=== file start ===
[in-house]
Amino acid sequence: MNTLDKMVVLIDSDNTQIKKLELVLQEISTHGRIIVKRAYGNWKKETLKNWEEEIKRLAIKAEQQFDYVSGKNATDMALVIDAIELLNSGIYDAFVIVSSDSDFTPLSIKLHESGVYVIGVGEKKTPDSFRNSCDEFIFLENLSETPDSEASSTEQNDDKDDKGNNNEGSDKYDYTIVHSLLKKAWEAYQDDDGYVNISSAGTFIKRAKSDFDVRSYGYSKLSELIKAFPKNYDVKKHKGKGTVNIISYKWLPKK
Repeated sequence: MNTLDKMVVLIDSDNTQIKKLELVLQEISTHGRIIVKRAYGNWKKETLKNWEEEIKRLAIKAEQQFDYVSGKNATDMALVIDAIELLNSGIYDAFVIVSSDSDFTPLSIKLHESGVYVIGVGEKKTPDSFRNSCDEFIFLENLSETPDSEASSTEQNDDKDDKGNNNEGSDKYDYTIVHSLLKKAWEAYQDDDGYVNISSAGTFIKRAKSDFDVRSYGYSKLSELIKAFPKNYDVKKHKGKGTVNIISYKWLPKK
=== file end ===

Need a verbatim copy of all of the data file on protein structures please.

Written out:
[in-house]
Amino acid sequence: MNTLDKMVVLIDSDNTQIKKLELVLQEISTHGRIIVKRAYGNWKKETLKNWEEEIKRLAIKAEQQFDYVSGKNATDMALVIDAIELLNSGIYDAFVIVSSDSDFTPLSIKLHESGVYVIGVGEKKTPDSFRNSCDEFIFLENLSETPDSEASSTEQNDDKDDKGNNNEGSDKYDYTIVHSLLKKAWEAYQDDDGYVNISSAGTFIKRAKSDFDVRSYGYSKLSELIKAFPKNYDVKKHKGKGTVNIISYKWLPKK
Repeated sequence: MNTLDKMVVLIDSDNTQIKKLELVLQEISTHGRIIVKRAYGNWKKETLKNWEEEIKRLAIKAEQQFDYVSGKNATDMALVIDAIELLNSGIYDAFVIVSSDSDFTPLSIKLHESGVYVIGVGEKKTPDSFRNSCDEFIFLENLSETPDSEASSTEQNDDKDDKGNNNEGSDKYDYTIVHSLLKKAWEAYQDDDGYVNISSAGTFIKRAKSDFDVRSYGYSKLSELIKAFPKNYDVKKHKGKGTVNIISYKWLPKK